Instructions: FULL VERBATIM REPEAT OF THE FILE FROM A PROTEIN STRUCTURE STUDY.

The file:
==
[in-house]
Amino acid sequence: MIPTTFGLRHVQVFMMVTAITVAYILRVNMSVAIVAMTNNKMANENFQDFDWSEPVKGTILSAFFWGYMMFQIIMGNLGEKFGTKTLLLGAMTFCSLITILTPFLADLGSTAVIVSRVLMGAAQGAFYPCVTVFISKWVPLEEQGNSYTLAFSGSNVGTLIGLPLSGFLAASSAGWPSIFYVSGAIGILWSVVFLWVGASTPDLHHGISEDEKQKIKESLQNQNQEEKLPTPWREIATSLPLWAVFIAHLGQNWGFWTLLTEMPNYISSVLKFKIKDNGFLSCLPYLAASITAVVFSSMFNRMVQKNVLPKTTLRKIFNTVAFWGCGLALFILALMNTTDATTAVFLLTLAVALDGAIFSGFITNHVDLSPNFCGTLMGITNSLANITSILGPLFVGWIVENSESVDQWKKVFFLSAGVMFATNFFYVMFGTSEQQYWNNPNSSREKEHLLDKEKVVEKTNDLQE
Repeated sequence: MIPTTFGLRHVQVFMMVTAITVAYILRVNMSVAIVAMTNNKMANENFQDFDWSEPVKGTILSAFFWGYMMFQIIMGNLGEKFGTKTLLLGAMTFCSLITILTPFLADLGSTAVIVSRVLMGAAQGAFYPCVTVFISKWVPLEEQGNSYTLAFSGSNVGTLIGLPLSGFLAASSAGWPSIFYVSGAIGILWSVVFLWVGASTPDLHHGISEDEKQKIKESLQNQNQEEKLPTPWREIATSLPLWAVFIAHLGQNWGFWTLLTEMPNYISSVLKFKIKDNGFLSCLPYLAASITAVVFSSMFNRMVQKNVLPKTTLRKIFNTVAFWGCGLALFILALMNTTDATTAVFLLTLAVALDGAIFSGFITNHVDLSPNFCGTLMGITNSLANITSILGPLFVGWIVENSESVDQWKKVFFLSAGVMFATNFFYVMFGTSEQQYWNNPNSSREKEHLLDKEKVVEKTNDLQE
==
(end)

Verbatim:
[in-house]
Amino acid sequence: MIPTTFGLRHVQVFMMVTAITVAYILRVNMSVAIVAMTNNKMANENFQDFDWSEPVKGTILSAFFWGYMMFQIIMGNLGEKFGTKTLLLGAMTFCSLITILTPFLADLGSTAVIVSRVLMGAAQGAFYPCVTVFISKWVPLEEQGNSYTLAFSGSNVGTLIGLPLSGFLAASSAGWPSIFYVSGAIGILWSVVFLWVGASTPDLHHGISEDEKQKIKESLQNQNQEEKLPTPWREIATSLPLWAVFIAHLGQNWGFWTLLTEMPNYISSVLKFKIKDNGFLSCLPYLAASITAVVFSSMFNRMVQKNVLPKTTLRKIFNTVAFWGCGLALFILALMNTTDATTAVFLLTLAVALDGAIFSGFITNHVDLSPNFCGTLMGITNSLANITSILGPLFVGWIVENSESVDQWKKVFFLSAGVMFATNFFYVMFGTSEQQYWNNPNSSREKEHLLDKEKVVEKTNDLQE
Repeated sequence: MIPTTFGLRHVQVFMMVTAITVAYILRVNMSVAIVAMTNNKMANENFQDFDWSEPVKGTILSAFFWGYMMFQIIMGNLGEKFGTKTLLLGAMTFCSLITILTPFLADLGSTAVIVSRVLMGAAQGAFYPCVTVFISKWVPLEEQGNSYTLAFSGSNVGTLIGLPLSGFLAASSAGWPSIFYVSGAIGILWSVVFLWVGASTPDLHHGISEDEKQKIKESLQNQNQEEKLPTPWREIATSLPLWAVFIAHLGQNWGFWTLLTEMPNYISSVLKFKIKDNGFLSCLPYLAASITAVVFSSMFNRMVQKNVLPKTTLRKIFNTVAFWGCGLALFILALMNTTDATTAVFLLTLAVALDGAIFSGFITNHVDLSPNFCGTLMGITNSLANITSILGPLFVGWIVENSESVDQWKKVFFLSAGVMFATNFFYVMFGTSEQQYWNNPNSSREKEHLLDKEKVVEKTNDLQE